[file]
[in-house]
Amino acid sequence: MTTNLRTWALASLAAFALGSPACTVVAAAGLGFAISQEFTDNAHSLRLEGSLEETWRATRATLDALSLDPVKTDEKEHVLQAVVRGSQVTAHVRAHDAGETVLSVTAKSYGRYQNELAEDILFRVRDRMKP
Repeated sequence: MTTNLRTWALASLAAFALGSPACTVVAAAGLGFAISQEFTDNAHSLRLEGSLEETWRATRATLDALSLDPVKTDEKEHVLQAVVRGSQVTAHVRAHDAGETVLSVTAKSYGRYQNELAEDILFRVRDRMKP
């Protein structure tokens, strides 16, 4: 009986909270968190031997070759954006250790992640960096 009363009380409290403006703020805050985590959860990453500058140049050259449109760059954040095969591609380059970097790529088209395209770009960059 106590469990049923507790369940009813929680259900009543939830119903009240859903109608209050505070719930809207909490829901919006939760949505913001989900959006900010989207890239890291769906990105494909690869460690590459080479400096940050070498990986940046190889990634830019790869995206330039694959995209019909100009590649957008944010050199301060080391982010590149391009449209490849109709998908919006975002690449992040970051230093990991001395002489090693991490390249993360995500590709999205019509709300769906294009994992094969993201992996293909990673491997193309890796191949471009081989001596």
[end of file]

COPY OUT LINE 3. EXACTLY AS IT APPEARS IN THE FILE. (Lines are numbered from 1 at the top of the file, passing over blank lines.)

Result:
Repeated sequence: MTTNLRTWALASLAAFALGSPACTVVAAAGLGFAISQEFTDNAHSLRLEGSLEETWRATRATLDALSLDPVKTDEKEHVLQAVVRGSQVTAHVRAHDAGETVLSVTAKSYGRYQNELAEDILFRVRDRMKP